When PMI is offered as a core benefit it is normal for employers to offer an opt-out for employees who do not wish to participate on the basis of the taxation regime or on ethical grounds. Outside of a flexible benefits programme alternative compensation is not usually offered to those employees who opt out.

Choosing a PMI supplier

Each PMI policy is different and it is important that employers choose a policy that meets their needs. The key variables for employers to consider when choosing a PMI provider and policy include the following:

  • The choice of hospitals. The insurer may offer a free choice of hospitals, a restricted choice, or just the network hospitals that it uses. Often the very expensive London hospitals are excluded.
  • The choice of consultant. Some insurers will accept new policies only on an open referral basis, where the insurer rather than the GP refers the claimant to a consultant from its approved list.
  • How pre-existing conditions are covered. Policies often do not cover pre-existing conditions, although if the population to be included is large enough it may be possible for the employer to negotiate their inclusion. This is termed "medical history disregarded underwriting". Different rules may apply where there is a small number of employees on the policy or where an employee does not take up cover at the first opportunity or has previously opted out and is opting back in.
  • The insurer's coverage for cancer diagnoses. This can vary significantly. For example, some insurers will limit the types of drugs available and funded by the plan to those approved by the National Institute for Health and Clinical Excellence (NICE) and some policies will specify that cancer patients are transferred to the NHS after diagnosis. Cover for cancer diagnoses is a major cost area in relation to the premiums charged but can also be a critical benefit for employees, so arriving at the best solution can be a difficult balance.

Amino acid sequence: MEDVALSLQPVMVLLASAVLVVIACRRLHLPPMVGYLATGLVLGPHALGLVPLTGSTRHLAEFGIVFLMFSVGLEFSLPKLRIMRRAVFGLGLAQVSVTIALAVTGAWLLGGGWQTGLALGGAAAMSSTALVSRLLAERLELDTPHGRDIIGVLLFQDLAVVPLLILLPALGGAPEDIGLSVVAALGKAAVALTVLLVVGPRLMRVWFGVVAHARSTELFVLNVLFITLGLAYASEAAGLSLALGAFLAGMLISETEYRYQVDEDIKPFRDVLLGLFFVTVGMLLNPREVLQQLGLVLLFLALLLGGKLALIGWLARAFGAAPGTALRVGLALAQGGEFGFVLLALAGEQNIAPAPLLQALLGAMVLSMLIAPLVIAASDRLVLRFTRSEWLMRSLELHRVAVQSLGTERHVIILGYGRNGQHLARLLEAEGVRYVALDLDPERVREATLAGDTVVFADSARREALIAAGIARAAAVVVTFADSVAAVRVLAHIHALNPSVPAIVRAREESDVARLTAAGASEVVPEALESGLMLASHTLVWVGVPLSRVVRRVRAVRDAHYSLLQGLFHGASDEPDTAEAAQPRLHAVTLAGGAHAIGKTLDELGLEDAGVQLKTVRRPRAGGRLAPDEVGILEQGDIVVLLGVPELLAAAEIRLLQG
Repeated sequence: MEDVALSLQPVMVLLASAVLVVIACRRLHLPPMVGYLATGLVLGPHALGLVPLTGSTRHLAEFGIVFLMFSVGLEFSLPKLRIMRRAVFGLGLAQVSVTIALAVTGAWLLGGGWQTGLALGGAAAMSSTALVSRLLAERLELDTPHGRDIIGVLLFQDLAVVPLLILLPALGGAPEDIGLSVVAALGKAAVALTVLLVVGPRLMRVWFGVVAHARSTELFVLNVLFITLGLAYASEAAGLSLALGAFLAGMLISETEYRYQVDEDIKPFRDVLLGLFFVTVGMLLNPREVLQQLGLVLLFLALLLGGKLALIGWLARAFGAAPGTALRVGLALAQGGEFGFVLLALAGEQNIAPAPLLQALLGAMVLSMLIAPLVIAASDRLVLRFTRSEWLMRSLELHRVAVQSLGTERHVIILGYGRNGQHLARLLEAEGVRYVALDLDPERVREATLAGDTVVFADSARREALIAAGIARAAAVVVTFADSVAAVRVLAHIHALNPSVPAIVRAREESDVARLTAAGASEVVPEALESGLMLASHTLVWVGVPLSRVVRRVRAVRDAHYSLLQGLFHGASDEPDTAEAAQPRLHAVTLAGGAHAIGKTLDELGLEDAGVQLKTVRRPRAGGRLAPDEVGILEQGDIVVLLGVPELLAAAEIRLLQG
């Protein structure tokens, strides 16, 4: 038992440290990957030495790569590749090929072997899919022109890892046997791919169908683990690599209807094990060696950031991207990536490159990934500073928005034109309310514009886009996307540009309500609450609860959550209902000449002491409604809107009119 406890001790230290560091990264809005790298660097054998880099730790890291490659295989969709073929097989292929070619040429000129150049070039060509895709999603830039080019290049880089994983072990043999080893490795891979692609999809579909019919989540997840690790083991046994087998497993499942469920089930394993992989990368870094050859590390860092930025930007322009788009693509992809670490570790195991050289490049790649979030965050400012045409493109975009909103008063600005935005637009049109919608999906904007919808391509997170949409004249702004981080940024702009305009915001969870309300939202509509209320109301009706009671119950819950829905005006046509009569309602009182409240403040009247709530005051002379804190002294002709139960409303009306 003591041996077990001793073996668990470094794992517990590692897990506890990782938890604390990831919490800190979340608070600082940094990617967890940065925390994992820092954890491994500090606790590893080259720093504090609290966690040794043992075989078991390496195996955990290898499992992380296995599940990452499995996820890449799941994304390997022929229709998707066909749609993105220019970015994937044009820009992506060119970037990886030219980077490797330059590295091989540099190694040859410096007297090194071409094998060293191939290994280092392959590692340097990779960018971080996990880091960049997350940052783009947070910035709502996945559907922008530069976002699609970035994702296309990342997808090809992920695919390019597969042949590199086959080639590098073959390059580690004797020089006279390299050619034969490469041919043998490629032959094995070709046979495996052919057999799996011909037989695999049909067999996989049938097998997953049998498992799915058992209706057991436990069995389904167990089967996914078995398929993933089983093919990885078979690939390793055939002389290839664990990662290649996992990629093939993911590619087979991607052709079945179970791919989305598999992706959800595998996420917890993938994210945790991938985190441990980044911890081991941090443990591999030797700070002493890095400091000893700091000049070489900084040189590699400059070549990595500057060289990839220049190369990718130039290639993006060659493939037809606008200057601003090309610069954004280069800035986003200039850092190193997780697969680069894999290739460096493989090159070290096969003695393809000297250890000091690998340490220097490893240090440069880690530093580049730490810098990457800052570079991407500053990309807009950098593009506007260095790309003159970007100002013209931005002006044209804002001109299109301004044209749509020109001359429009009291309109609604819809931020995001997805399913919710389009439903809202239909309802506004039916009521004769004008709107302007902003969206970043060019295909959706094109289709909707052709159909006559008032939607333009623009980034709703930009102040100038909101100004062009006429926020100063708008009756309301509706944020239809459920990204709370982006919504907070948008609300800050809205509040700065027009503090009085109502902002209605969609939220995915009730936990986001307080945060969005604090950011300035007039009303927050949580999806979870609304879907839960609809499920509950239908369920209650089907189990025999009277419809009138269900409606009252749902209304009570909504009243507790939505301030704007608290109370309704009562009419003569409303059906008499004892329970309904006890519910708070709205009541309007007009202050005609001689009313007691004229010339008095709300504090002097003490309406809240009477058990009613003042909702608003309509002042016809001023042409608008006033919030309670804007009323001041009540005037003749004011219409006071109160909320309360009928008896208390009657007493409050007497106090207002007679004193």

• Any limits on treatment. Some policies set limits on the treatment that can be claimed. For example, treatment for psychiatric conditions is often limited to a number of "units" or inpatient days.
  • The use of NHS facilities. Some insurance policies will provide access to private medical care only if the condition cannot be treated by the NHS within a certain time frame.
  • Limits on the cost of outpatient work in a benefit year. Some insurers and policies set a limit on the cost for particular types of treatment over a 12-month period.